From The Happiness Hypothesis: Finding Modern Truth in Ancient Wisdom, an academic study that shows how people are frequently biases toward helping themselves first, assuming they’re able to maintain a public image of being morally free from bias. Aside from being an example of a well thought out in-the-lab scenario, this study is illustrative of the difference of shame versus guilt.
The simplest way to cultivate a reputation for being fair is to really be fair, but life and psychology experiments sometimes force us to choose between appearance and reality. Dan Batson at the University of Kansas devised a clever way to make people choose, and his findings are not pretty. He brought students into his lab one at a time to take part in what they thought was a study of how unequal rewards affect teamwork. The procedure was explained: One member of each team of two will be rewarded for correct responses to questions with a raffle ticket that could win a valuable prize. The other member will receive nothing. Subjects were also told that an additional part of the experiment concerned the effects of control: You, the subject, will decide which of you is rewarded, which of you is not. Your partner is already here, in another room, and the two of you will not meet. Your partner will be told that the decision was made by chance. You can make the decision in any way you like. Oh, and here is a coin: Most people in this study seem to think that flipping the coin is the fairest way to make the decision.
Subjects were then left alone to choose. About half of them used the coin. Batson knows this because the coin was wrapped in a plastic bag, and half the bags were ripped open. Of those who did not flip the coin, 90 percent chose the positive task for themselves. For those who did flip the coin, the laws of probability were suspended and 90 percent of them chose the positive task for themselves. Batson had given all the subjects a variety of questionnaires about morality weeks earlier (the subjects were students in psychology classes), so he was able to check how various measures of moral personality predicted behavior. His finding: People who reported being most concerned about caring for others and about issues of social responsibility were more likely to open the bag, but they were not more likely to give the other person the positive task. In other words, people who think they are particularly moral are in fact more likely to “do the right thing” and flip the coin, but when the coin flip comes out against them, they find a way to ignore it and follow their own self-interest. Batson called this tendency to value the appearance of morality over the reality “moral hypocrisy.”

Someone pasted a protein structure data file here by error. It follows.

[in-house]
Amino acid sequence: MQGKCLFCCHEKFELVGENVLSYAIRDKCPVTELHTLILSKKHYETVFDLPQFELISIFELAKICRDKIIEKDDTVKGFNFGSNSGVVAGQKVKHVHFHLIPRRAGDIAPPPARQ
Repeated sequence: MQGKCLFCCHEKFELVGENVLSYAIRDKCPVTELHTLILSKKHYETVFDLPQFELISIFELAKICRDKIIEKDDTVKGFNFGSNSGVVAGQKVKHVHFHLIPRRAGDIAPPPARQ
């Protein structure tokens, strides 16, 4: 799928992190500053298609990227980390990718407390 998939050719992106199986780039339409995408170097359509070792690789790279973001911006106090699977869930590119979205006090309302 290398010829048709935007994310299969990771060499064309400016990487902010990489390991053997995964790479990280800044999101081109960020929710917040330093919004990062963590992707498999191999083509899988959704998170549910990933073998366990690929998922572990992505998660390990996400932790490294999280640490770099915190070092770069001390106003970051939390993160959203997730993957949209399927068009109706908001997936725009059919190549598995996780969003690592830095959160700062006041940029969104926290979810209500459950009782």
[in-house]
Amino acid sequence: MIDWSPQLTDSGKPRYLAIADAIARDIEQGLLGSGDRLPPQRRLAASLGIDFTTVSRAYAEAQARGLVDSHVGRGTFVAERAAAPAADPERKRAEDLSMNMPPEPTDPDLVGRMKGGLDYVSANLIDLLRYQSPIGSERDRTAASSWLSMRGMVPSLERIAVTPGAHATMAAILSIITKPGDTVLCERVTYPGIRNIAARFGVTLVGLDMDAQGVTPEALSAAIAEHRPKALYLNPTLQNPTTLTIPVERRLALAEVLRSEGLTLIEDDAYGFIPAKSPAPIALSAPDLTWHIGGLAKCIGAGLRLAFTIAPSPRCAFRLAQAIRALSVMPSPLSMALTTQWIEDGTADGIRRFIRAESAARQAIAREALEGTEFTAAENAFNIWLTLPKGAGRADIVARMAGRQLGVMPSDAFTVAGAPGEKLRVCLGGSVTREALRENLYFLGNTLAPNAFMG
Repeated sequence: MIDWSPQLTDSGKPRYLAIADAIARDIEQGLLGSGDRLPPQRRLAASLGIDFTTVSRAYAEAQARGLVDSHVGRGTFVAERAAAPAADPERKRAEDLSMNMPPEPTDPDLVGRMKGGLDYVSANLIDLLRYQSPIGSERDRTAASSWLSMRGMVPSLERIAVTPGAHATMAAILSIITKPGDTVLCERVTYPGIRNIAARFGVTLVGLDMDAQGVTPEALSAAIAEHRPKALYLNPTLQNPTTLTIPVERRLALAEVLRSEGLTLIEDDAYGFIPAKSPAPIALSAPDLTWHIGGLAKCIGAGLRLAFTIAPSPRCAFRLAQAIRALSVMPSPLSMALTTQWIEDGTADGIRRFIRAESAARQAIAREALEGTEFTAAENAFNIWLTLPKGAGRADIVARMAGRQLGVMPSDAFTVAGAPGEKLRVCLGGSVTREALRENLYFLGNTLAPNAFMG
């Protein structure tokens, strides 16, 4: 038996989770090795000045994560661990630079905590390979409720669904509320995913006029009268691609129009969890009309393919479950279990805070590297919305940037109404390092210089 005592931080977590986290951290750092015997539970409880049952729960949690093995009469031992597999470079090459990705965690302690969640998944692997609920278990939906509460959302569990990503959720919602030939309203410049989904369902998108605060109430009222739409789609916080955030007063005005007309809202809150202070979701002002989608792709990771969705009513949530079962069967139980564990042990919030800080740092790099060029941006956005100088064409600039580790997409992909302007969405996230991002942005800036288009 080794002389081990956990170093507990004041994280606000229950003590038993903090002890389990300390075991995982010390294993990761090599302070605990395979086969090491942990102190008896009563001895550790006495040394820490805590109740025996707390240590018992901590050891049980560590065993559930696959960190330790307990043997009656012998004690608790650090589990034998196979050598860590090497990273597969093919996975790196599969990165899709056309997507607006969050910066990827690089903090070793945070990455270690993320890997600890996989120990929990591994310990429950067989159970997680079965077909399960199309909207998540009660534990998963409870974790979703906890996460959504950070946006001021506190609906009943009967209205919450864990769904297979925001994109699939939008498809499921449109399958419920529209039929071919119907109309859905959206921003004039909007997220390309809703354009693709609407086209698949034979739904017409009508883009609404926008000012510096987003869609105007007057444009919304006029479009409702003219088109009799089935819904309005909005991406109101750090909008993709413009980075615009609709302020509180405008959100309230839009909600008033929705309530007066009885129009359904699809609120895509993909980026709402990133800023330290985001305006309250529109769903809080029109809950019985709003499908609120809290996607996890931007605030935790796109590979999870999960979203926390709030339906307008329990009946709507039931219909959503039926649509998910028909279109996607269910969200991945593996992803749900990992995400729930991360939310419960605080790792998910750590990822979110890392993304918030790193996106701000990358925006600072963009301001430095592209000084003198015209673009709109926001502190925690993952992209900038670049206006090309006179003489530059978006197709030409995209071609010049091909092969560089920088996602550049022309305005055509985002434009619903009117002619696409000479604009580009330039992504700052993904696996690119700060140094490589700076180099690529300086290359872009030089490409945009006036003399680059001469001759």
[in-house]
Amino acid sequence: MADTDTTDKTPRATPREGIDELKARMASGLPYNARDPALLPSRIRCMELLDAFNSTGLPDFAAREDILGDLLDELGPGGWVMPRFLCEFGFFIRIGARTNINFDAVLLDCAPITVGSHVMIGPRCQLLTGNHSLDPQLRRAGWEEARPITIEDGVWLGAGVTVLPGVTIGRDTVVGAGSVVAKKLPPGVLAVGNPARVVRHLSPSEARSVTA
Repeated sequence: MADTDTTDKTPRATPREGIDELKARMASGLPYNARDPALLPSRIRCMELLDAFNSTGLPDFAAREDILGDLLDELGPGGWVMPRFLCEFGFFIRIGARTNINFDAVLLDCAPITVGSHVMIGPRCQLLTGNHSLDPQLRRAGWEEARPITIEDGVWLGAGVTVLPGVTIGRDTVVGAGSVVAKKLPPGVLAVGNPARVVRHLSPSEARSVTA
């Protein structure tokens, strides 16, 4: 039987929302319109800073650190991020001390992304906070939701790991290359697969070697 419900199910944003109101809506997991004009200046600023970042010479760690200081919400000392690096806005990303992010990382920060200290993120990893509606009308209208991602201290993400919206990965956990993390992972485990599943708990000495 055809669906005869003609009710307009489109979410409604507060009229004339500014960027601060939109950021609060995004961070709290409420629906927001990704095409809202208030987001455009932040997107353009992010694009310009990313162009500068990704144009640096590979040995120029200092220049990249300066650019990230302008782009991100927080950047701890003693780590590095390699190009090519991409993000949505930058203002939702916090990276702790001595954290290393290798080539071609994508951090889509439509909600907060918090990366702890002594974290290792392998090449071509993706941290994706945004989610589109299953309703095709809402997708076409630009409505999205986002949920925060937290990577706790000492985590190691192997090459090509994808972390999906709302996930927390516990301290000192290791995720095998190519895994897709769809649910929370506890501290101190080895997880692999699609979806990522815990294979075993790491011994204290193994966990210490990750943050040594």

Batson’s subjects who flipped the coin reported (on a questionnaire) that they had made the decision in an ethical way. After his first study, Batson wondered whether perhaps people tricked themselves by not stating clearly what heads or tails would mean (“Let’s see, heads, that means, um, oh yeah, I get the good one.”). But when he labeled the two sides of the coin to erase ambiguity, it made no difference. Placing a large mirror in the room, right in front of the subject, and at the same time stressing the importance of fairness in the instructions, was the only manipulation that had an effect. When people were forced to think about fairness and could see themselves cheating, they stopped doing it. A Jesus and Buddha said in the opening epigraphs of this chapter, it is easy to spot a cheater when our eyes are looking outward, but hard when looking inward. Folk wisdom from around the world concurs:
“Though you see the seven defects of others, we do not see our own ten defects.” (Japanese proverb)
“A he-goat doesn’t realize that he smells.” (Nigerian proverb)
Proving that people are selfish, or that they’ll sometimes cheat when they know they won’t be caught, seems like a good way to get an article into the Journal of Incredibly Obvious Results. What’s not so obvious is that, in nearly all these studies, people don’t think they are doing anything wrong. It’s the same in real life. From the person who cuts you off on the highway all the way to the Nazis who ran the concentration camps, most people think they are good people and that their actions are motivated by good reasons. Machiavellian tit for tat requires devotion to appearances, including protestations of one’s virtue even when one chooses vice. And such protestations are most effective when the person making them really believes them. As Robert Wright put it in his masterful book The Moral Animal, “Human beings are a species splendid in their array of moral equipment, tragic in their propensity to misuse it, and pathetic in their constitutional ignorance of the misuse.”
If Wright is correct about our “constitutional ignorance” of our hypocrisy, then the sages’ admonition to stop smirking may be no more effective than telling a depressed person to snap out of it. Curing hypocrisy is much harder because part of the problem is that we don’t believe there’s a problem. You can’t change your mental filters by willpower alone.